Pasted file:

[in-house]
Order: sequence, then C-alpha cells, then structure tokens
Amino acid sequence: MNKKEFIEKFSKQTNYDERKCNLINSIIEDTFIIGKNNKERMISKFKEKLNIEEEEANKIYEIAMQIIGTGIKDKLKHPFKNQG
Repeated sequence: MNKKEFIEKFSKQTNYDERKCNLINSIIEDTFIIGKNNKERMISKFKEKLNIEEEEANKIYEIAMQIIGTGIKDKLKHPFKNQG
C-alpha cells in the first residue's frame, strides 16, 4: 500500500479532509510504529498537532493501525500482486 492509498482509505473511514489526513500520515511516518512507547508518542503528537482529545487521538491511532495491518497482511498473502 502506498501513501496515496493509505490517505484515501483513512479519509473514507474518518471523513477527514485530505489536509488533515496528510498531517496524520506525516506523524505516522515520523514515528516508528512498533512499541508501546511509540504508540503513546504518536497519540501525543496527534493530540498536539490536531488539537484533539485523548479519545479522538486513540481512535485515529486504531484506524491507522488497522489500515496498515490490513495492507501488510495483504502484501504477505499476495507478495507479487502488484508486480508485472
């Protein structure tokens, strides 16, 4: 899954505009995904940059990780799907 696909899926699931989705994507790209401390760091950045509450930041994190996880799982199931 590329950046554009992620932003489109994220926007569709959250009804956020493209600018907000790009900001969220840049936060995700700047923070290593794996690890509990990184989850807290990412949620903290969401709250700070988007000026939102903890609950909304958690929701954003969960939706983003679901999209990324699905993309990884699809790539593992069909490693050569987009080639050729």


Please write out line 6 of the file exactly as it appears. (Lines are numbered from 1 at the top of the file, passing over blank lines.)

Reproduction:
């Protein structure tokens, strides 16, 4: 899954505009995904940059990780799907 696909899926699931989705994507790209401390760091950045509450930041994190996880799982199931 590329950046554009992620932003489109994220926007569709959250009804956020493209600018907000790009900001969220840049936060995700700047923070290593794996690890509990990184989850807290990412949620903290969401709250700070988007000026939102903890609950909304958690929701954003969960939706983003679901999209990324699905993309990884699809790539593992069909490693050569987009080639050729």